The Varieties of Religious Experience
—from William James
There are varieties. We need them because
we are different. Each idiom
meets the needs of a chosen few.
We can name the kinds though we stand outside
the hot room where the dove dives, where flames
lick the balding crowns, where the mother
speaks an improbable tongue;
or we wait outside the simpler room
where brothers and sisters attend in silence
or stand in a ring holding hands.
There are types. They shall not want
to be named.
We call the crab “crustacean,”
and if it knew it would surely say,
“I am no such thing. I am
myself, myself alone.”
God is great; we know not His ways.
What we think we own he takes from us.
Possess your soul in patience.
We may pass the valley of the shadow
or we may not!
we twitter and hop, quickly forgetting
the imminent hawk on the bough.
Lie low, lie low,
for you rest in the hands of a living God.
Experience consists of a conscious field,
plus a thing known, plus an attitude towards it,
plus a sense of the self that knows.
This is the bit, small though it be, that is solid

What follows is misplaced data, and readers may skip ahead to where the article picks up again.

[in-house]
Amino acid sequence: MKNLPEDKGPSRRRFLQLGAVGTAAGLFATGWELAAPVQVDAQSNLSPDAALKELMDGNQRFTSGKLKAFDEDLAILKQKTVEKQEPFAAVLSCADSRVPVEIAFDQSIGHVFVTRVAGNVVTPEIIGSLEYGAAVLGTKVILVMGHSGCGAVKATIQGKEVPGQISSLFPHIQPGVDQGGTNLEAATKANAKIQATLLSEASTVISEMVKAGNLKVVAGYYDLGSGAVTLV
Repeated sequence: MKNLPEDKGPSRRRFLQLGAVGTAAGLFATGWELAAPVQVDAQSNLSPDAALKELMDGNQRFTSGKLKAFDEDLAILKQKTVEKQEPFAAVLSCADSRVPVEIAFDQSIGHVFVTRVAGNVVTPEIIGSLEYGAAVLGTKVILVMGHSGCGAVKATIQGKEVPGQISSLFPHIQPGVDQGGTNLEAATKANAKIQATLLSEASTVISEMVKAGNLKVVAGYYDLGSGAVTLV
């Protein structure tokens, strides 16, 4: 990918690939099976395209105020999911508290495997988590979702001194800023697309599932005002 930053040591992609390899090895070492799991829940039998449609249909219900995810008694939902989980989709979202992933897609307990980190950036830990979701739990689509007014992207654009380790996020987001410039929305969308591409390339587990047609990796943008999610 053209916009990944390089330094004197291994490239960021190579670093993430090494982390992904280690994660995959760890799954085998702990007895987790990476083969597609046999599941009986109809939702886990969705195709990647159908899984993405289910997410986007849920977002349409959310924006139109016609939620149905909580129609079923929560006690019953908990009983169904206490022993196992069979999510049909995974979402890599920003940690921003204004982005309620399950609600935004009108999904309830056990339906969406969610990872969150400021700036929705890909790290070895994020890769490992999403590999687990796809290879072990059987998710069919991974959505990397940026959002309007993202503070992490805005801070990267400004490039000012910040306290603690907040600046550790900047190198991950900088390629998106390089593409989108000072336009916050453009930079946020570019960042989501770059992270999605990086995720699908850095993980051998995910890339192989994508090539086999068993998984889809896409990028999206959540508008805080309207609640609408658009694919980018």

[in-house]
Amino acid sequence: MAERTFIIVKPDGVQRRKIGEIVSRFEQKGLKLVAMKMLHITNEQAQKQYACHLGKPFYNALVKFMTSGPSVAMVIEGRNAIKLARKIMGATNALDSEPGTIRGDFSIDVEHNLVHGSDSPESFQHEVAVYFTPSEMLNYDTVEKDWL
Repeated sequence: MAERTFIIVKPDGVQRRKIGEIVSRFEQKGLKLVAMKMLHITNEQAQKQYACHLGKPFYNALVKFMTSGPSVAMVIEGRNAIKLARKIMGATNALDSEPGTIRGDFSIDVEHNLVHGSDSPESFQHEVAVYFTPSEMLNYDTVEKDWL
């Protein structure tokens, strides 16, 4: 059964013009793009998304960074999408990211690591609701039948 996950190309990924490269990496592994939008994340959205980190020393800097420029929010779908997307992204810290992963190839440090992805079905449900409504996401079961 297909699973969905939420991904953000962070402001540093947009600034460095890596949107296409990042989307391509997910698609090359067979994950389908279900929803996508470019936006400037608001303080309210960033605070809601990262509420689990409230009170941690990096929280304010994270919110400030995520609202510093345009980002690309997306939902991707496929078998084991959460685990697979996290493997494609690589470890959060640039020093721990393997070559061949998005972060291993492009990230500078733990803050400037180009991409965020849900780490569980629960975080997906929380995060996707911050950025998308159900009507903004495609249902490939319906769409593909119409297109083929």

as long as it lasts. And on these bits—
on such push and pinch—a life is made,
and destiny rolls on fortune’s wheels
on a line connecting real events.
Yet all the while, beyond farther limits,
beyond the sensible, beyond understanding,
our beings plunge.
We close our mouths
and are as nothing
in the floods and waterspouts of God.
* * *
from the essay “The Ephemera”
And then, in the dim light, it begins. On the river's surface—exactly where I am looking—wings emerge and something rises, white and fluttering, into the air. It happens swiftly, as if the small creature has been pulled out of the river with a tug from an invisible string, or as if an inch of the water itself has crystallized suddenly into a living entity. It rises away, its white body and wings glowing in the dim light. It is the Ephoron leukon , the White Fly, large by mayfly standards, nearly an inch long. Another rises, and then another. One drags with it the husk from which it has just emerged, a limp double hanging from its lower abdomen. In a matter of minutes the air is filled with White Flies, all of them lifting away from the water at the same angle. It looks like a blizzard in reverse as the fluttering sparks lift out of the dark water and ascend together, rising in gusts.
--Published in Subtropics (2006)
Both selections used by permission of the author.